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Lawsuit Aims to Let Hoosiers With Mental Illness Vote

A lawsuit has been filed in Indiana to allow those who live in mental institutions to vote during the upcoming election. (
A lawsuit has been filed in Indiana to allow those who live in mental institutions to vote during the upcoming election. (
March 4, 2016

INDIANAPOLIS - Voting is on the minds of a lot of Hoosiers because of the upcoming presidential race and all the attention it's getting, but an advocacy group says there are some people who may not be able to cast a ballot.

According to a law that has been on the books for years in Indiana, people who live in mental institutions can't use that address to register to vote, even if they've lived there for years. The ACLU and Indiana Protection and Advocacy Services have sued, calling that law unconstitutional.

The latter group's executive director, Dawn Adams, said she didn't even know the law existed until the clerk of Jefferson County started removing voter registrations from anyone living at Madison State Hospital.

"Some of these individuals have lived in the facilities for years, and this has turned into their home," she said. "To then be denied the right to vote where they live puts that undue burden on them to try and find an address that they can use, because this is the only address that they have."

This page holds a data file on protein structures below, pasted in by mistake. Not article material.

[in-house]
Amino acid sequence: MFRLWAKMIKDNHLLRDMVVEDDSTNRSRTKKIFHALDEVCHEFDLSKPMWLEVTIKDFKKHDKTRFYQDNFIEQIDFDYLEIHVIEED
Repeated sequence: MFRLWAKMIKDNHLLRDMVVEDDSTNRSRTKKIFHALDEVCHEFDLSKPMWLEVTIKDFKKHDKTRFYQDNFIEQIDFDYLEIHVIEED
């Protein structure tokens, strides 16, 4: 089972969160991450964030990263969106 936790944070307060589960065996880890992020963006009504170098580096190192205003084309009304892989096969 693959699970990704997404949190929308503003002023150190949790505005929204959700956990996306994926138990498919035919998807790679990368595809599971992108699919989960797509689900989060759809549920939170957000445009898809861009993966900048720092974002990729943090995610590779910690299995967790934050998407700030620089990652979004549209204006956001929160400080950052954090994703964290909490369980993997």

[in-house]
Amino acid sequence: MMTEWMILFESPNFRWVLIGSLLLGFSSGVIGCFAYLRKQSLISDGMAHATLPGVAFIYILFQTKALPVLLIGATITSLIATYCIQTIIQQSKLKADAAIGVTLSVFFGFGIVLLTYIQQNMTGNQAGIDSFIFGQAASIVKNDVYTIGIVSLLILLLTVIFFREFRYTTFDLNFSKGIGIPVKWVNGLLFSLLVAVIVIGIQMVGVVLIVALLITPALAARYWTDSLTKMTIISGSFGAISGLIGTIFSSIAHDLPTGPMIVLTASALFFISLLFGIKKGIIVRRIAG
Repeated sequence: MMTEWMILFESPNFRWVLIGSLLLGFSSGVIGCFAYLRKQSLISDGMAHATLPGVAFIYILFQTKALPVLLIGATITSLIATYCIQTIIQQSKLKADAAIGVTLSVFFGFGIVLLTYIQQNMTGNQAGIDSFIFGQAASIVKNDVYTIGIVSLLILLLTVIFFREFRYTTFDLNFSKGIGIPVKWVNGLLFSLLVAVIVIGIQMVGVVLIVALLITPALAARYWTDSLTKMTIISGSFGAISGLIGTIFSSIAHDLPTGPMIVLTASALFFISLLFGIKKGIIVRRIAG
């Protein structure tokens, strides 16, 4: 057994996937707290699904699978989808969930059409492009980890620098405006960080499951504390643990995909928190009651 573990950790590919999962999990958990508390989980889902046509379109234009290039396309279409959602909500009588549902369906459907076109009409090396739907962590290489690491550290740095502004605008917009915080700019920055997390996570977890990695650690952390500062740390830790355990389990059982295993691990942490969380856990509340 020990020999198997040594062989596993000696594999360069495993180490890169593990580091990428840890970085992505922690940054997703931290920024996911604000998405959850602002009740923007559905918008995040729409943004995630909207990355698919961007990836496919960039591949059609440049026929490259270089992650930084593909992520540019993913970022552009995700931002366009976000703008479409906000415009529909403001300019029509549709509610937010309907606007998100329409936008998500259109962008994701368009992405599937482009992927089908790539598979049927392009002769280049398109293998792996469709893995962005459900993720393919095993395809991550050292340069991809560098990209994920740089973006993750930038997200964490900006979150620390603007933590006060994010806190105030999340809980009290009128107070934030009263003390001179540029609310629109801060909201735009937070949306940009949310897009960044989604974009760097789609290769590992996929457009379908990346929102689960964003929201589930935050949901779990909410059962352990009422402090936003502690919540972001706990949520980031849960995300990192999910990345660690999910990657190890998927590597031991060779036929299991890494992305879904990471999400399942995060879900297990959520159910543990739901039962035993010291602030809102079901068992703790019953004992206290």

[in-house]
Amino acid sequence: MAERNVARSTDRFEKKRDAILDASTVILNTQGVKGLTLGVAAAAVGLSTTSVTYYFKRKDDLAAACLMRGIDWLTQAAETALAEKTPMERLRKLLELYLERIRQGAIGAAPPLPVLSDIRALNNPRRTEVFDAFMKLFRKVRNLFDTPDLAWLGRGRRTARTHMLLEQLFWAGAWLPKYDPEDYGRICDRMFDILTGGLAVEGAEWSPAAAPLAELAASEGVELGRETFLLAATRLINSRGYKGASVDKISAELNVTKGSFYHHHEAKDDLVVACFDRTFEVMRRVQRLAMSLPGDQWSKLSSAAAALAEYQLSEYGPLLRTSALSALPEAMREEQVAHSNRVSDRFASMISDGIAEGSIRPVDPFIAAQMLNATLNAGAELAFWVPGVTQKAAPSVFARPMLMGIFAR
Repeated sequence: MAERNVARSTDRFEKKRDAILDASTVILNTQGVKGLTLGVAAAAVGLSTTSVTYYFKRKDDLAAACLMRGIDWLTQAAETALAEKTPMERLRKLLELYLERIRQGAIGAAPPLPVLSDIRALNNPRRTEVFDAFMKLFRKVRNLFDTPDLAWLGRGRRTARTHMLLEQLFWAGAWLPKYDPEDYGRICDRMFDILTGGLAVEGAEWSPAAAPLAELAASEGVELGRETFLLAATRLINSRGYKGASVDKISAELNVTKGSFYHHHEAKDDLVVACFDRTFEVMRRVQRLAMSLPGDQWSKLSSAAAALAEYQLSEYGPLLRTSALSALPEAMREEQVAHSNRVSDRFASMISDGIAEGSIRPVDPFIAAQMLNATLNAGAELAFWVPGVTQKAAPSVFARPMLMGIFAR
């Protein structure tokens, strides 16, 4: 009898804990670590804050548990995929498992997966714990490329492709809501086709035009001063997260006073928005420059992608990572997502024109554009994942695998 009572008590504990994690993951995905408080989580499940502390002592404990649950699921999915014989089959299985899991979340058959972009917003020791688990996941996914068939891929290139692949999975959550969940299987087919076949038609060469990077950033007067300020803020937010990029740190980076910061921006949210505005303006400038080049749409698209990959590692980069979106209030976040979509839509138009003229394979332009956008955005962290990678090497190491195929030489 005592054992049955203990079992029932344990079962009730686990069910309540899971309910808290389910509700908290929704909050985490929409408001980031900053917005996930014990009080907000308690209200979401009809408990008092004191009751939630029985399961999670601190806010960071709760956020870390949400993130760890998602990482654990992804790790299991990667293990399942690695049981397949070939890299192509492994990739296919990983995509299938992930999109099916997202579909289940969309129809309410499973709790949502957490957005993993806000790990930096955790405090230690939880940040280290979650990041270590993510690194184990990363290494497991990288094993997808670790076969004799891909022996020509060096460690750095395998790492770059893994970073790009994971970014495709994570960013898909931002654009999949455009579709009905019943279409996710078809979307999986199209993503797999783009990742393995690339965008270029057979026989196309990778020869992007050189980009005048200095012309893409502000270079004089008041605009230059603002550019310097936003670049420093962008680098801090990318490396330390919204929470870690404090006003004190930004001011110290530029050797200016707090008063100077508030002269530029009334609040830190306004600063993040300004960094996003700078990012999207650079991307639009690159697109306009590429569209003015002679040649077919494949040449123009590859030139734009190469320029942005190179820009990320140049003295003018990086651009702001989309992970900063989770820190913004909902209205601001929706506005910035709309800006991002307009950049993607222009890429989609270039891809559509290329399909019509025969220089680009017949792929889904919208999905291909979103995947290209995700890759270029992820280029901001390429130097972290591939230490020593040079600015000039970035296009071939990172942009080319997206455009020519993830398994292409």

Adams said she is afraid it will be a precedent, and anyone with mental illness in Indiana could be denied the right to vote. She said she thinks the matter will be resolved in court before the registration deadline for the May 3 primary in Indiana.

Adams doesn't believe the clerk in Jefferson County is being malicious by following this law, but she said it's discriminatory against people with mental illness.

"The right to vote is the great equalizer," she said. "Every single person has that one vote, and to take that away from someone, that's just unconscionable."

The lawsuit targets the state of Indiana, the clerk of Jefferson County, secretary of state and members of the Indiana Election Commission.

Veronica Carter, Public News Service - IN